They can take their products off the shelf

They can fine them.

They can also just send warning letters.

Have they taken any enforcement action so far?

They sent warning letters to 3 companies in 2015 and local offices have conducted enforcement actions in a few cases.  

In California — for example — state counterparts to the FDA are beginning to issue notices that CBD companies are in violation of FDA regulations. So they haven’t done too much on the enforcement level.

In the meantime, what you have is a marketplace that is trying to comply with the other two avenues of getting hemp products to the market. Those are the new dietary ingredient path and the generally recognized as safe path.

FDA’s Dietary Ingredient Path

One option for compliance is the new dietary ingredient (NDI) path. Dietary ingredients are regulated differently than food.

You are required to comply with different standards and different ingredients to qualify as dietary ingredients rather than qualify as food.

This is where you do your own research on your own limited ingredient, including your own dosage and frequency requirements.

Then you perform your own substantial research to determine whether the ingredient is safe. FDA looks everything over, and if they have no objection you can go to market.

The beauty of that approach is that you become the only one able to go to market with that particular ingredient. So if you can get the rigorous process your company now has a monopoly on that particular ingredient.

However, if you think about dietary ingredients, you’re thinking about vitamins, herbal supplements, other ingredients that you’re taking… but not food.

So CBD can’t be sold as food under current FDA regulations that cover all food sold in the United States.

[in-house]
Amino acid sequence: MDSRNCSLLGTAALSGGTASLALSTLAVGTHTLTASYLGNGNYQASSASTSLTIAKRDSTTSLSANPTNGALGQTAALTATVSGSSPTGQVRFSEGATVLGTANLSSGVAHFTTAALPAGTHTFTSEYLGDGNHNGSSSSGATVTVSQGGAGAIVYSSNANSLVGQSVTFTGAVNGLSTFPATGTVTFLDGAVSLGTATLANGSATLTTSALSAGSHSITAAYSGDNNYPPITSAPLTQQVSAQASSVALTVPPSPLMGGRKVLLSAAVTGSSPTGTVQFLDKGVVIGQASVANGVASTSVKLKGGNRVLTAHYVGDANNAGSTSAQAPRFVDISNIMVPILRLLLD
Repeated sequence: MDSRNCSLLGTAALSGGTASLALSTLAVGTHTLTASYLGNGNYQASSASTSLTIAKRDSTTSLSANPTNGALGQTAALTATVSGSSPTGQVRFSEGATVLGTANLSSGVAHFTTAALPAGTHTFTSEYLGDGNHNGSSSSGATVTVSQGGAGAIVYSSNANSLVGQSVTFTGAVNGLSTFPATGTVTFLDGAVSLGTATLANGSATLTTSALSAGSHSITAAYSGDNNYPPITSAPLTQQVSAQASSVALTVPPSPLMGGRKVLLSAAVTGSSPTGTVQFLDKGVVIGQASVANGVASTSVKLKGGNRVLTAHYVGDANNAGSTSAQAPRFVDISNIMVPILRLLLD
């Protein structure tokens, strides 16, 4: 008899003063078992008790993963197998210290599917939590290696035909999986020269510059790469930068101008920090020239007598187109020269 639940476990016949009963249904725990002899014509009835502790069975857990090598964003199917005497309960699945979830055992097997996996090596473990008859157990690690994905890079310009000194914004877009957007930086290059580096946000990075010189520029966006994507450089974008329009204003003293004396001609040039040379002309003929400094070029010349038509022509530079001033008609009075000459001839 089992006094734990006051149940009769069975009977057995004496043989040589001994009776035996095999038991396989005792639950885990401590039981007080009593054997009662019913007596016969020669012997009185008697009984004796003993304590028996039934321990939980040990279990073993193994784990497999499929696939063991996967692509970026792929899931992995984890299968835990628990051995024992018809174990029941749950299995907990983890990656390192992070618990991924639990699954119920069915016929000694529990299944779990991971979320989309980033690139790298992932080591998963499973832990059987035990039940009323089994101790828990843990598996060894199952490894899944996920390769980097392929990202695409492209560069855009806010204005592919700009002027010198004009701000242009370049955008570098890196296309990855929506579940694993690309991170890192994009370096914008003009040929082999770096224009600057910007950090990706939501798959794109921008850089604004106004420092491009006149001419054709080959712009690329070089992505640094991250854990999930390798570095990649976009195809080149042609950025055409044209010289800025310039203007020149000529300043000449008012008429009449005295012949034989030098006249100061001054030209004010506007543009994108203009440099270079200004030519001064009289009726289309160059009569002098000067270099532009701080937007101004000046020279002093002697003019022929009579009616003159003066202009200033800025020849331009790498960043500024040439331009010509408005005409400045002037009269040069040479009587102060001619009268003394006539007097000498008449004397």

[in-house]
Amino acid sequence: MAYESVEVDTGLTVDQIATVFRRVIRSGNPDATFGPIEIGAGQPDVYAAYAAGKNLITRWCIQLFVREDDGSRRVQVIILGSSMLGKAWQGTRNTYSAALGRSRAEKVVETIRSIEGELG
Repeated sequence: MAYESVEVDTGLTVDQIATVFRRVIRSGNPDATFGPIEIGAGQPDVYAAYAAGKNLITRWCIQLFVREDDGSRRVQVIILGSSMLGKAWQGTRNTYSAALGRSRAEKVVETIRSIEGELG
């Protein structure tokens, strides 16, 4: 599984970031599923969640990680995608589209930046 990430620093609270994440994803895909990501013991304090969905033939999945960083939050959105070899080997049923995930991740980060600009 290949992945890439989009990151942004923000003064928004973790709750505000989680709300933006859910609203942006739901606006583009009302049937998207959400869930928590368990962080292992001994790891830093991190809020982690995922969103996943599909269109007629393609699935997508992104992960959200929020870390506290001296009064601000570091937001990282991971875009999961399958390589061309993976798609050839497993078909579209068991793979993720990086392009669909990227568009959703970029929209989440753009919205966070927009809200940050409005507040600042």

Are CBD supplements ‘generally recognized as safe’ (GRAS)?

The supplement market is controlled by law that says anything in the market before 1994 that was generally recognized as safe should be allowed to continue being sold as a dietary supplement.

That hasn’t yet applied to CBD or hemp products because there has been no GRAS notice filed with the FDA by any manufacturer of CBD.

There are some companies trying to get to market and comply with the law by filing a GRAS notice. This is generally recognized as a safe notice to show that their products have undergone testing, and they’ve determined under the standards of FDA that these qualify as ‘generally recognized as safe.’

FDA doesn’t have any position here yet, which is why no companies have officially filed it yet. This means, for the time being, CBD cannot be sold as a supplement within current FDA regulations.

What are the recommendations for CBD companies to avoid and lower risk of lawsuits?

CBD companies should turn their attention towards avoiding lawsuits from claims made to the consumer about their products.

This means assessing your entire process about how the product is made and what is used in the product. It also includes how you present the product to consumers and how you advise people to use the product.

It’s recommended to have your attorney review your process for any factors that could lead to legal risk down the road.

About the Author

Jared Coleman is an attorney practicing law in California in the area of botanical supplements, including hemp and CBD. Mr. Coleman represents companies that are raising money, as well as structuring their business strategy for compliance with federal law.